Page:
Even as he describes new strategies employed for sustaining european hegemony under the regime of globalization, listing their various tactics for on-going representation of the Other (p. xix, 94, 95, 123-129), Westhelle insists that subaltern, using what he calls the heresy of hybridity, can create a new space and voice for subalterns that eliminates the idea of monoculturalism (p. xi), and allowing the multiplicity of hybrid voices to be heard. For that reason, Westhelle proposes this hybrid tactical movement of re-presentation as transgression, which is manifested in a constant dissimulation of the proper (theologically, the concept would be transfiguration to describe such hybrid tactical performance, p. 122). This postcolonial discourse of transgression destabilizes the hegemonic régime and establishes a practical consciousness-raising in subalterns, giving them agency and empowerment (p. 142).
While Westhelle’s arguments are lively, critical, and provocative, some questions come to my mind after reading the book. What, for instance, is the real meaning of justice and liberation for Westhelle (p. 144)? Is hybridization/dissimilation efficacious enough to transgress or produce substantial changes in this contemporary colonialism called globalization? Or does transgression require a more violent revolution of subalterns? Globalization would seem to make it even more likely that dissimulation tactics by, for instance, subaltern christian churches can be too easily co-opted right back into a modality of dominant discourse.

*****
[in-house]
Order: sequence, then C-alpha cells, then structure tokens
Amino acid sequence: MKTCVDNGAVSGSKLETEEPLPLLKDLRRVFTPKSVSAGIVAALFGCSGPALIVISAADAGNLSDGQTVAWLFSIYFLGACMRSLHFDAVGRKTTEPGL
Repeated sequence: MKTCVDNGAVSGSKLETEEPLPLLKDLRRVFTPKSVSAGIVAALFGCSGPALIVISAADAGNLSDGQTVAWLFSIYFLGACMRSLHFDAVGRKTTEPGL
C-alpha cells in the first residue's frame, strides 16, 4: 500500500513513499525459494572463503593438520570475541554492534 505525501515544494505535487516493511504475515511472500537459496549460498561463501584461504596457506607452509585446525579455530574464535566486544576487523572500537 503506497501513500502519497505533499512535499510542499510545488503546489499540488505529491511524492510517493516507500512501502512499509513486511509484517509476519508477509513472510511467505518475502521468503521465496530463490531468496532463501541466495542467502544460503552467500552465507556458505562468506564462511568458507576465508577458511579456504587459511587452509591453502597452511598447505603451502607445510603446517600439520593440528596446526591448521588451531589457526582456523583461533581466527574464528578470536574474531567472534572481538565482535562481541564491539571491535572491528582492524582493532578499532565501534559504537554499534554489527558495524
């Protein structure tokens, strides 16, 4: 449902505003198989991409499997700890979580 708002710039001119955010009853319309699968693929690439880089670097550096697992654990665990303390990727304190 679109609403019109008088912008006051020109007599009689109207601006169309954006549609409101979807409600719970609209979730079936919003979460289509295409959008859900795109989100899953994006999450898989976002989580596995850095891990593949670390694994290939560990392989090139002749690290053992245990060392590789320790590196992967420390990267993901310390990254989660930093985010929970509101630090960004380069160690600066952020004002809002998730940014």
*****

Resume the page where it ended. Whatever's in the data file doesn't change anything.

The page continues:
Another on-going concern that grows as one reads the text is that Westhelle has an affection for language etymology playing on one euro-colonial word or another (to wit, “heresy”). This means that all too often he uses language in what amounts to a private, insider usage that relies on a more or less antiquitous etymology that may or may not have anything to do with the way a language is spoken and understood in a contemporary population of speakers—quite apart from the fact that all these words involve euro-colonial languaging. Language, as linguistic specialists are wont to assure us, is always a convention, a social construct that always depends on the current usage. As one example, to connect the word syncretism with an ancient Homeric metaphor building on the Island of Crete and its politics is not at all helpful in unpacking what contemporary speakers mean today when they use the word. Indeed, Westhelle appears to be trying to rescue words such as syncretism and mestizaje for his own theological use, as hybridity strategies. Yet these very words carry a different kind of freight in Indigenous communities as we struggle for our own sense of post-colonial identity. Indeed mestizaje is a category that has been widely used by north American latino scholars (principally by Chicanas/os) to engage borderlands analysis and to affirm the hybridity that has resulted from centuries of colonialism, but it does not work for American Indian people in nearly the same way. For us, mestizo signifies virtual assimilation, something that Indian traditionalists resist at all cost.